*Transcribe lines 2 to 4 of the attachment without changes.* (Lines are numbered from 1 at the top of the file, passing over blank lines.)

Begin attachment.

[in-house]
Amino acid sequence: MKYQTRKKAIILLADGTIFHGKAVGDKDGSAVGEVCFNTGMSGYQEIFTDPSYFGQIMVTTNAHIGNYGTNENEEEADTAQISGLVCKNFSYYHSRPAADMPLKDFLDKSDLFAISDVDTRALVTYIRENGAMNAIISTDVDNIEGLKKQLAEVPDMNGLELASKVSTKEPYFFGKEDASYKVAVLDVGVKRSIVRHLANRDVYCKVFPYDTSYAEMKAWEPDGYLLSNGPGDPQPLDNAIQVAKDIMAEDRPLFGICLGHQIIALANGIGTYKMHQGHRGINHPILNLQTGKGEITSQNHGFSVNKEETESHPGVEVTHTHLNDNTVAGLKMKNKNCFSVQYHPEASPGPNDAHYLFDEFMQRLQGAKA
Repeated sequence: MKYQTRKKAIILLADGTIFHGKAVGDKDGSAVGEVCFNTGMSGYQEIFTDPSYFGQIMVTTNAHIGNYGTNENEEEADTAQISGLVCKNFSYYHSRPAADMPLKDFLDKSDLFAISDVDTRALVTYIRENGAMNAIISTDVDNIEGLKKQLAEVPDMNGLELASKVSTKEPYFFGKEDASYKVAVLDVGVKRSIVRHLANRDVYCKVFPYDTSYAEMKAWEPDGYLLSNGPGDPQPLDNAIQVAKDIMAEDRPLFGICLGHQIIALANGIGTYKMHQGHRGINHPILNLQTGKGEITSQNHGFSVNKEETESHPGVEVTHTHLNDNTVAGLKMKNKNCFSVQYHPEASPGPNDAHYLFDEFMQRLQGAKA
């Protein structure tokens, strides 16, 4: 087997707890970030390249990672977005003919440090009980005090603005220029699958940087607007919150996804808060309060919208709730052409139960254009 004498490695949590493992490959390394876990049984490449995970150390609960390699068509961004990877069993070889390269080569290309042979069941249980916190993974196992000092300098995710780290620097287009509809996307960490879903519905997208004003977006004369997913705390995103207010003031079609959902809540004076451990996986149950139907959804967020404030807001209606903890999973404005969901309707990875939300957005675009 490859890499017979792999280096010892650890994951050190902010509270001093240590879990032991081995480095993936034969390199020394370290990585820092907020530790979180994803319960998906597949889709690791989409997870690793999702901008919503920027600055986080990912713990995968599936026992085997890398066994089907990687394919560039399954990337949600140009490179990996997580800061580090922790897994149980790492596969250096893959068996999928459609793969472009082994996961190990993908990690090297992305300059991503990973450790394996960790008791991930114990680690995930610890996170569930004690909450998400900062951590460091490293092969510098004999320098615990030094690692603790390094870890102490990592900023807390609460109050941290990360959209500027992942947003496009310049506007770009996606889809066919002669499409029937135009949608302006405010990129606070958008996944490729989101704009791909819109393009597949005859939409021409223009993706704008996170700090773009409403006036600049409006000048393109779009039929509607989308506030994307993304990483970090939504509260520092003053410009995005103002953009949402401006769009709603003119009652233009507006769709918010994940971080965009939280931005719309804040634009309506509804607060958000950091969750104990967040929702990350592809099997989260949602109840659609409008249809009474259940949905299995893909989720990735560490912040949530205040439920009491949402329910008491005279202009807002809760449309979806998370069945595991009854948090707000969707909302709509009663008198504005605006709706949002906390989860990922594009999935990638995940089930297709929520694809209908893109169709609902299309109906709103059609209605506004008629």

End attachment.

Amino acid sequence: MKYQTRKKAIILLADGTIFHGKAVGDKDGSAVGEVCFNTGMSGYQEIFTDPSYFGQIMVTTNAHIGNYGTNENEEEADTAQISGLVCKNFSYYHSRPAADMPLKDFLDKSDLFAISDVDTRALVTYIRENGAMNAIISTDVDNIEGLKKQLAEVPDMNGLELASKVSTKEPYFFGKEDASYKVAVLDVGVKRSIVRHLANRDVYCKVFPYDTSYAEMKAWEPDGYLLSNGPGDPQPLDNAIQVAKDIMAEDRPLFGICLGHQIIALANGIGTYKMHQGHRGINHPILNLQTGKGEITSQNHGFSVNKEETESHPGVEVTHTHLNDNTVAGLKMKNKNCFSVQYHPEASPGPNDAHYLFDEFMQRLQGAKA
Repeated sequence: MKYQTRKKAIILLADGTIFHGKAVGDKDGSAVGEVCFNTGMSGYQEIFTDPSYFGQIMVTTNAHIGNYGTNENEEEADTAQISGLVCKNFSYYHSRPAADMPLKDFLDKSDLFAISDVDTRALVTYIRENGAMNAIISTDVDNIEGLKKQLAEVPDMNGLELASKVSTKEPYFFGKEDASYKVAVLDVGVKRSIVRHLANRDVYCKVFPYDTSYAEMKAWEPDGYLLSNGPGDPQPLDNAIQVAKDIMAEDRPLFGICLGHQIIALANGIGTYKMHQGHRGINHPILNLQTGKGEITSQNHGFSVNKEETESHPGVEVTHTHLNDNTVAGLKMKNKNCFSVQYHPEASPGPNDAHYLFDEFMQRLQGAKA
């Protein structure tokens, strides 16, 4: 087997707890970030390249990672977005003919440090009980005090603005220029699958940087607007919150996804808060309060919208709730052409139960254009 004498490695949590493992490959390394876990049984490449995970150390609960390699068509961004990877069993070889390269080569290309042979069941249980916190993974196992000092300098995710780290620097287009509809996307960490879903519905997208004003977006004369997913705390995103207010003031079609959902809540004076451990996986149950139907959804967020404030807001209606903890999973404005969901309707990875939300957005675009 490859890499017979792999280096010892650890994951050190902010509270001093240590879990032991081995480095993936034969390199020394370290990585820092907020530790979180994803319960998906597949889709690791989409997870690793999702901008919503920027600055986080990912713990995968599936026992085997890398066994089907990687394919560039399954990337949600140009490179990996997580800061580090922790897994149980790492596969250096893959068996999928459609793969472009082994996961190990993908990690090297992305300059991503990973450790394996960790008791991930114990680690995930610890996170569930004690909450998400900062951590460091490293092969510098004999320098615990030094690692603790390094870890102490990592900023807390609460109050941290990360959209500027992942947003496009310049506007770009996606889809066919002669499409029937135009949608302006405010990129606070958008996944490729989101704009791909819109393009597949005859939409021409223009993706704008996170700090773009409403006036600049409006000048393109779009039929509607989308506030994307993304990483970090939504509260520092003053410009995005103002953009949402401006769009709603003119009652233009507006769709918010994940971080965009939280931005719309804040634009309506509804607060958000950091969750104990967040929702990350592809099997989260949602109840659609409008249809009474259940949905299995893909989720990735560490912040949530205040439920009491949402329910008491005279202009807002809760449309979806998370069945595991009854948090707000969707909302709509009663008198504005605006709706949002906390989860990922594009999935990638995940089930297709929520694809209908893109169709609902299309109906709103059609209605506004008629």